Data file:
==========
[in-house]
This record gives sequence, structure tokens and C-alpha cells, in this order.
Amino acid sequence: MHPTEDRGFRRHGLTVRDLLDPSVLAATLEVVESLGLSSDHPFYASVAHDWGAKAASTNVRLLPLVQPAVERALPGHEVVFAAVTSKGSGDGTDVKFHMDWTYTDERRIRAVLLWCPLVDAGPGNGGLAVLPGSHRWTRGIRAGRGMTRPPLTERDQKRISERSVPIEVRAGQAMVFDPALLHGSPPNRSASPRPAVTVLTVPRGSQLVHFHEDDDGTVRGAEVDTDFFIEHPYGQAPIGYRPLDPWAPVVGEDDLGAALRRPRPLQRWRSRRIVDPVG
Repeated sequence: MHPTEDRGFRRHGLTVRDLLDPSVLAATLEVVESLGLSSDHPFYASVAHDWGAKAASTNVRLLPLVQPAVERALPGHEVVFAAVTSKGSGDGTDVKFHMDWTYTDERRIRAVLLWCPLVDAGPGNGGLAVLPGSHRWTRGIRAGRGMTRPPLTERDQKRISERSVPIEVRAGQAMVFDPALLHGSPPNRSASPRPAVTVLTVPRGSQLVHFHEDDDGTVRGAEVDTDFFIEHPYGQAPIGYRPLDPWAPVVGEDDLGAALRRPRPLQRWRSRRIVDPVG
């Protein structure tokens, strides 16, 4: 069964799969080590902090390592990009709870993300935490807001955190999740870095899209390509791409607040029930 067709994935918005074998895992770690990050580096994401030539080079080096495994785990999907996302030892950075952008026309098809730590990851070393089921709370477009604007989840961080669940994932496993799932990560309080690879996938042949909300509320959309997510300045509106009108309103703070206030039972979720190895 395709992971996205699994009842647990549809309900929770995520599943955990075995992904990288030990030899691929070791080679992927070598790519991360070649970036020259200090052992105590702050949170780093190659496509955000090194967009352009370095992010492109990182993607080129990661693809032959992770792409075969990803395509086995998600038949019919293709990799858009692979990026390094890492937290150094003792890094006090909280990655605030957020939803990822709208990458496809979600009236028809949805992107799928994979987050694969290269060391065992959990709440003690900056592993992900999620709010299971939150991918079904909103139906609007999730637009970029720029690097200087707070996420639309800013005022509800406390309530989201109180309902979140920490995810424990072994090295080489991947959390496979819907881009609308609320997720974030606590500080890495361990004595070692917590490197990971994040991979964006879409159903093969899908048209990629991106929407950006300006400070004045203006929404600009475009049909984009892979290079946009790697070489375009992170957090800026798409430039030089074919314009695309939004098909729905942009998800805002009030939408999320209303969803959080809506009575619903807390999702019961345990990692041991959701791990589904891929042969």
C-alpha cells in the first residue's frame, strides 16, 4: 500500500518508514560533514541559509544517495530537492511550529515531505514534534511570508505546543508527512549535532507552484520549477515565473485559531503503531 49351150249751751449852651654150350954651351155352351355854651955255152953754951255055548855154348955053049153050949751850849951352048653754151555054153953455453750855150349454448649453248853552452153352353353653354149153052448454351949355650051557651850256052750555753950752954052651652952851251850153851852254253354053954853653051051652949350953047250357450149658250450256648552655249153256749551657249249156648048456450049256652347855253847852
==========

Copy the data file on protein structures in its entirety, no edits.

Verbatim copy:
[in-house]
This record gives sequence, structure tokens and C-alpha cells, in this order.
Amino acid sequence: MHPTEDRGFRRHGLTVRDLLDPSVLAATLEVVESLGLSSDHPFYASVAHDWGAKAASTNVRLLPLVQPAVERALPGHEVVFAAVTSKGSGDGTDVKFHMDWTYTDERRIRAVLLWCPLVDAGPGNGGLAVLPGSHRWTRGIRAGRGMTRPPLTERDQKRISERSVPIEVRAGQAMVFDPALLHGSPPNRSASPRPAVTVLTVPRGSQLVHFHEDDDGTVRGAEVDTDFFIEHPYGQAPIGYRPLDPWAPVVGEDDLGAALRRPRPLQRWRSRRIVDPVG
Repeated sequence: MHPTEDRGFRRHGLTVRDLLDPSVLAATLEVVESLGLSSDHPFYASVAHDWGAKAASTNVRLLPLVQPAVERALPGHEVVFAAVTSKGSGDGTDVKFHMDWTYTDERRIRAVLLWCPLVDAGPGNGGLAVLPGSHRWTRGIRAGRGMTRPPLTERDQKRISERSVPIEVRAGQAMVFDPALLHGSPPNRSASPRPAVTVLTVPRGSQLVHFHEDDDGTVRGAEVDTDFFIEHPYGQAPIGYRPLDPWAPVVGEDDLGAALRRPRPLQRWRSRRIVDPVG
């Protein structure tokens, strides 16, 4: 069964799969080590902090390592990009709870993300935490807001955190999740870095899209390509791409607040029930 067709994935918005074998895992770690990050580096994401030539080079080096495994785990999907996302030892950075952008026309098809730590990851070393089921709370477009604007989840961080669940994932496993799932990560309080690879996938042949909300509320959309997510300045509106009108309103703070206030039972979720190895 395709992971996205699994009842647990549809309900929770995520599943955990075995992904990288030990030899691929070791080679992927070598790519991360070649970036020259200090052992105590702050949170780093190659496509955000090194967009352009370095992010492109990182993607080129990661693809032959992770792409075969990803395509086995998600038949019919293709990799858009692979990026390094890492937290150094003792890094006090909280990655605030957020939803990822709208990458496809979600009236028809949805992107799928994979987050694969290269060391065992959990709440003690900056592993992900999620709010299971939150991918079904909103139906609007999730637009970029720029690097200087707070996420639309800013005022509800406390309530989201109180309902979140920490995810424990072994090295080489991947959390496979819907881009609308609320997720974030606590500080890495361990004595070692917590490197990971994040991979964006879409159903093969899908048209990629991106929407950006300006400070004045203006929404600009475009049909984009892979290079946009790697070489375009992170957090800026798409430039030089074919314009695309939004098909729905942009998800805002009030939408999320209303969803959080809506009575619903807390999702019961345990990692041991959701791990589904891929042969």
C-alpha cells in the first residue's frame, strides 16, 4: 500500500518508514560533514541559509544517495530537492511550529515531505514534534511570508505546543508527512549535532507552484520549477515565473485559531503503531 49351150249751751449852651654150350954651351155352351355854651955255152953754951255055548855154348955053049153050949751850849951352048653754151555054153953455453750855150349454448649453248853552452153352353353653354149153052448454351949355650051557651850256052750555753950752954052651652952851251850153851852254253354053954853653051051652949350953047250357450149658250450256648552655249153256749551657249249156648048456450049256652347855253847852